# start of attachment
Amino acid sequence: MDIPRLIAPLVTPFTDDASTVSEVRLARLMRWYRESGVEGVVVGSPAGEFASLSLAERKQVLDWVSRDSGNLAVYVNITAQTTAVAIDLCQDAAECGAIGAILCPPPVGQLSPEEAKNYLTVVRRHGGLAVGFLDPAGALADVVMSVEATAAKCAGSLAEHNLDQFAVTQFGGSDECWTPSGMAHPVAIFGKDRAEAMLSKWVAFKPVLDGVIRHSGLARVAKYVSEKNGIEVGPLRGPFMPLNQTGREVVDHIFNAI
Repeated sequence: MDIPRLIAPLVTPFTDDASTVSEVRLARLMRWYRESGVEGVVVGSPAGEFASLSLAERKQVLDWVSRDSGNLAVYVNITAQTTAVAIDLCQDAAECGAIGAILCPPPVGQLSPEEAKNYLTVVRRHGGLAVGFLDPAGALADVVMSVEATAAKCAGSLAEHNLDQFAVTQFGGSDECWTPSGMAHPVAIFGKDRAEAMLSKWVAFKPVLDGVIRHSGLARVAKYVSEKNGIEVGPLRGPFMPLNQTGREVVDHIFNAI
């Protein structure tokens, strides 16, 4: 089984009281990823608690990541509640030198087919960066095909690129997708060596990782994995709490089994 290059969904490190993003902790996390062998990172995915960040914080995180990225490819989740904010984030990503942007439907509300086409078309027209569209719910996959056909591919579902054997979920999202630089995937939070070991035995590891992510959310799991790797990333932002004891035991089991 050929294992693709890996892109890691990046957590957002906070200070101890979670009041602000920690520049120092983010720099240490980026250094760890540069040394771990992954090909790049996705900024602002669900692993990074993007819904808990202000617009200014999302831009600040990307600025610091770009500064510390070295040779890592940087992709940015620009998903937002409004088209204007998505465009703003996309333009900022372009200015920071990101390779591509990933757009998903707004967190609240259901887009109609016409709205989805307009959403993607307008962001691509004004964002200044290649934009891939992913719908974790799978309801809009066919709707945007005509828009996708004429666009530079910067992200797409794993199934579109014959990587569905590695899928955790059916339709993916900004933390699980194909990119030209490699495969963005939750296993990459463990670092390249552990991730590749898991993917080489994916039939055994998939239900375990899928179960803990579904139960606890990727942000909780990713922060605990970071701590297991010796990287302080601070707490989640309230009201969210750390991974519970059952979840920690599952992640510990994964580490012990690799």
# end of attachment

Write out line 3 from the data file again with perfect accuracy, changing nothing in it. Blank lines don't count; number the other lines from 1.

């Protein structure tokens, strides 16, 4: 089984009281990823608690990541509640030198087919960066095909690129997708060596990782994995709490089994 290059969904490190993003902790996390062998990172995915960040914080995180990225490819989740904010984030990503942007439907509300086409078309027209569209719910996959056909591919579902054997979920999202630089995937939070070991035995590891992510959310799991790797990333932002004891035991089991 050929294992693709890996892109890691990046957590957002906070200070101890979670009041602000920690520049120092983010720099240490980026250094760890540069040394771990992954090909790049996705900024602002669900692993990074993007819904808990202000617009200014999302831009600040990307600025610091770009500064510390070295040779890592940087992709940015620009998903937002409004088209204007998505465009703003996309333009900022372009200015920071990101390779591509990933757009998903707004967190609240259901887009109609016409709205989805307009959403993607307008962001691509004004964002200044290649934009891939992913719908974790799978309801809009066919709707945007005509828009996708004429666009530079910067992200797409794993199934579109014959990587569905590695899928955790059916339709993916900004933390699980194909990119030209490699495969963005939750296993990459463990670092390249552990991730590749898991993917080489994916039939055994998939239900375990899928179960803990579904139960606890990727942000909780990713922060605990970071701590297991010796990287302080601070707490989640309230009201969210750390991974519970059952979840920690599952992640510990994964580490012990690799």